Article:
How to Install WordPress on a Dedicated Server

WordPress is a content management system (CMS) that makes it easier than ever to set up and manage a blog or a website. Installing and using WordPress is both simple and easy to do, so it’s perfect for anyone who wants to get started blogging or using a website quickly and with little to no technical knowledge. In this article, you’ll learn how to install WordPress on a dedicated server so that you can take advantage of all its many benefits.

Step 1: Find A Dedicated Server With WordPress Installed

To start, you’ll need to find a suitable dedicated server with WordPress already installed. You can either choose one that is pre-configured with WordPress or ask the provider to install it for you. You should look for a reputable host that is up to date with the latest WordPress releases and offers a money-back guarantee in case you’re not completely satisfied with their service. Finally, make sure that the server you choose is equipped with the necessary tools to administer a WordPress installation. These tools can vary from a WordPress dashboard to a CPanel, but you’ll need at least the options to install, migrate, and delete WordPress.

Step 2: Install Web Server And PHP On The Server

Once you have your dedicated server with WordPress installed, you’ll need to consider installing a web server on it to make it accessible from outside devices. A web server provides a web interface that lets you manage your WordPress installation, create blog posts, and more via a web browser on any device with internet access. There are many web servers to choose from, but one of the best and most popular choices is the Apache web server. In most cases, a web server is pre-installed on a dedicated server, although you can find many that are separate purchases.

PHP is a widely used open source programming language that is primarily used to build websites and online stores. When you install PHP on your server, it will provide you with a scripting interface called a “web server” that you can access from any device with internet access. This way, you can create dynamic and interactive web content without needing to know how to code. You can use a tool like WAMP to quickly setup a local development environment with PHP and MySQL available on your computer. Doing this will make it much easier to test out new ideas and features before launching them to the public.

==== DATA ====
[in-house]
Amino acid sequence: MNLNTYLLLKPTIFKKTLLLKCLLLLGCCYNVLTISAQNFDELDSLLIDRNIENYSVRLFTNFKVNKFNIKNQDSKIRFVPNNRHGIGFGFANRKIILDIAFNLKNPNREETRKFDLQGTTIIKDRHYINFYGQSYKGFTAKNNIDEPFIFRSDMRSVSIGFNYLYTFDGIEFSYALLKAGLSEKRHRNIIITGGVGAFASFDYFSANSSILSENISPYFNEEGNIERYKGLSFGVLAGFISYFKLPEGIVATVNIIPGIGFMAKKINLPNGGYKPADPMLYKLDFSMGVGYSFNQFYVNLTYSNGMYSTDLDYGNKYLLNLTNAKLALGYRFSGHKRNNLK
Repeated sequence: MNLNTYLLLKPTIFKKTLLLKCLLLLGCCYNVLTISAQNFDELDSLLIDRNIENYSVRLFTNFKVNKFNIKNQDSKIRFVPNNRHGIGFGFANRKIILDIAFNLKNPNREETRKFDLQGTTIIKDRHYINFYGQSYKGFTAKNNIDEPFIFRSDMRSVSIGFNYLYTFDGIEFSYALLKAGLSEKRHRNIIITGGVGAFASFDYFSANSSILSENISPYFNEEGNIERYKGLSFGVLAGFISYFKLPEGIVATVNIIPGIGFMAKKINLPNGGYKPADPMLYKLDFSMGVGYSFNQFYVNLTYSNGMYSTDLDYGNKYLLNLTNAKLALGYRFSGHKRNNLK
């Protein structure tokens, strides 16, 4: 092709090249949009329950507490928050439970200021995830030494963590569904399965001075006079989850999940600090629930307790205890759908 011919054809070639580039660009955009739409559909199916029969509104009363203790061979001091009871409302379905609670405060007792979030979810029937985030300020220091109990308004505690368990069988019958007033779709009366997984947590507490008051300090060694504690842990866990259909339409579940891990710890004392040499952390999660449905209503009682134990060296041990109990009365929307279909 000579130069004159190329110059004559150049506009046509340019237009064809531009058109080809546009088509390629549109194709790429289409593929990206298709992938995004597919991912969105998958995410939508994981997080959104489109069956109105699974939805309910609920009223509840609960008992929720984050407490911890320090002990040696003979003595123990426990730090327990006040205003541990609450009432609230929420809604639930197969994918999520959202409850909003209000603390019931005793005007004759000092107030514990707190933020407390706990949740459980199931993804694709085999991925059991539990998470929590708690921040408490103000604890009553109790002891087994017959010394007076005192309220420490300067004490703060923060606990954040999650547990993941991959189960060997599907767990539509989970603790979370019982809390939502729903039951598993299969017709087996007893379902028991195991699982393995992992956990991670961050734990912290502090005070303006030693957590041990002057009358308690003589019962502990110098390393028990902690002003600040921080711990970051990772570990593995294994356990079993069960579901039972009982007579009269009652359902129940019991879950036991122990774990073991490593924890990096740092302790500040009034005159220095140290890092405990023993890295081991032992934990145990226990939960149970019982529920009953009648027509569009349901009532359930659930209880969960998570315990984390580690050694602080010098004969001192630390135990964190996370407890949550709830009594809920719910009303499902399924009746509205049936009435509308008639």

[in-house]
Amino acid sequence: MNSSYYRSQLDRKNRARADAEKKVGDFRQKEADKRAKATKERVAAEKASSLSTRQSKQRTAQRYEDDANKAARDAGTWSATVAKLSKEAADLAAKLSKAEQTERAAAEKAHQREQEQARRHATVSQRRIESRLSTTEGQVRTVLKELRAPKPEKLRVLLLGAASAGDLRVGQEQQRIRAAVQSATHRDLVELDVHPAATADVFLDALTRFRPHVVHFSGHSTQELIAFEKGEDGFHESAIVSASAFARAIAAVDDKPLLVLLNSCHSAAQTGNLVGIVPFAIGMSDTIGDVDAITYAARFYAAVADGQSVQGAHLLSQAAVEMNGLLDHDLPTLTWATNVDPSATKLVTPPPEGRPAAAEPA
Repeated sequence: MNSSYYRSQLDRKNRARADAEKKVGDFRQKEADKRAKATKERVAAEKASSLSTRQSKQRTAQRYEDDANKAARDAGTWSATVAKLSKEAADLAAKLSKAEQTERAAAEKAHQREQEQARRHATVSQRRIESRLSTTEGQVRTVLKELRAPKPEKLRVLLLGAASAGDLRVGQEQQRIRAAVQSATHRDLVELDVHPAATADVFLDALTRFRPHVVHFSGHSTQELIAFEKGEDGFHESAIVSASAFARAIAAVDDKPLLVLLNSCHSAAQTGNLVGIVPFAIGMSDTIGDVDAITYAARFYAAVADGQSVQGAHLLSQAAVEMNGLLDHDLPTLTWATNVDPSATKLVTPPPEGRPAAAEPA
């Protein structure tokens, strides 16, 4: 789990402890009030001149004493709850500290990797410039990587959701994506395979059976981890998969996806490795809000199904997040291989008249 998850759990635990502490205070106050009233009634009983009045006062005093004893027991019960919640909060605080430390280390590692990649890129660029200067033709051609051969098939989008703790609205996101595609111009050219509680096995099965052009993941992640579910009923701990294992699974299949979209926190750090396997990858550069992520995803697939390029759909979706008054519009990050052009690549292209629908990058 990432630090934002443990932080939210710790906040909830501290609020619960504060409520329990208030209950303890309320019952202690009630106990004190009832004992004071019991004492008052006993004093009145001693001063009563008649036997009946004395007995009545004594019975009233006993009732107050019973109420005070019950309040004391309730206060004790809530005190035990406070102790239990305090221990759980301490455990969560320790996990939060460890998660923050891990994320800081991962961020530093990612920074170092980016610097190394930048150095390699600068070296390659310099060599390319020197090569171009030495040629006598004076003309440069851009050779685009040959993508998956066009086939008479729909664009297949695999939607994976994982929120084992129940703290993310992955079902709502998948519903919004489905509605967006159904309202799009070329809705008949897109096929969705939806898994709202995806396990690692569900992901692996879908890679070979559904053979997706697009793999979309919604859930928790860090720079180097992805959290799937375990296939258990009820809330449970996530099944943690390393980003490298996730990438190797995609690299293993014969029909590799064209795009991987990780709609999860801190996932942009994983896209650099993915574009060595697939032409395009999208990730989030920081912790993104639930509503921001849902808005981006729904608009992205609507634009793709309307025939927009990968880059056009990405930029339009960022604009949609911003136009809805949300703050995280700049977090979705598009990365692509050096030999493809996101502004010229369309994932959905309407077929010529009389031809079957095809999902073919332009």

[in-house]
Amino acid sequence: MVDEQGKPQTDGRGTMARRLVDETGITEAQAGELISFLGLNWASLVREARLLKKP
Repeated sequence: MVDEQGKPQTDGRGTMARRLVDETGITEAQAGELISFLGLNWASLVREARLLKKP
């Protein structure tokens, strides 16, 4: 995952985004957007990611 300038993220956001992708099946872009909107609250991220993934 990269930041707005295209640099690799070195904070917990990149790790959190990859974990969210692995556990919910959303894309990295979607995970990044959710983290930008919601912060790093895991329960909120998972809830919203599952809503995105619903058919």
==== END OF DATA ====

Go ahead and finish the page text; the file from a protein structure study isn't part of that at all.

Step 3: Install WordPress To The Server

After you’ve installed a web server on your server and enabled it via php, you can proceed to install and set up WordPress to the server. This process is simple and straightforward, and it only takes a few minutes. You’ll first need to download and extract the WordPress archive to your web server. To do this, visit the WordPress website and click on the Downloads button at the top right corner of the screen. This will take you to a page where you can find the latest version of WordPress as well as the original archive (.zip) that contains all the files you need to get started.

Once you’ve downloaded the WordPress archive, you’ll need to extract it on your web server. To do this, use the command line and enter the following in the terminal:

#tar -xvf (folder location)

This will extract all the files in the WordPress folder to your web server. When the process is finished, you’ll see a new folder named wordpress on your web server. This is where all the files related to WordPress are stored.

Inside the wordpress folder, you’ll find a number of subfolders and files. The most important ones are:

  • install: This folder contains the WordPress install script that was used to actually install WordPress onto your server.
  • maintenance: This is where the WordPress software stores its various log files. You can use the tail command line tool to view the latest log entries.
  • theme: This is where WordPress stores the various themes that it supports. Each theme provides a different visual presentation for WordPress and can be customized via the theme options panel in the WordPress dashboard.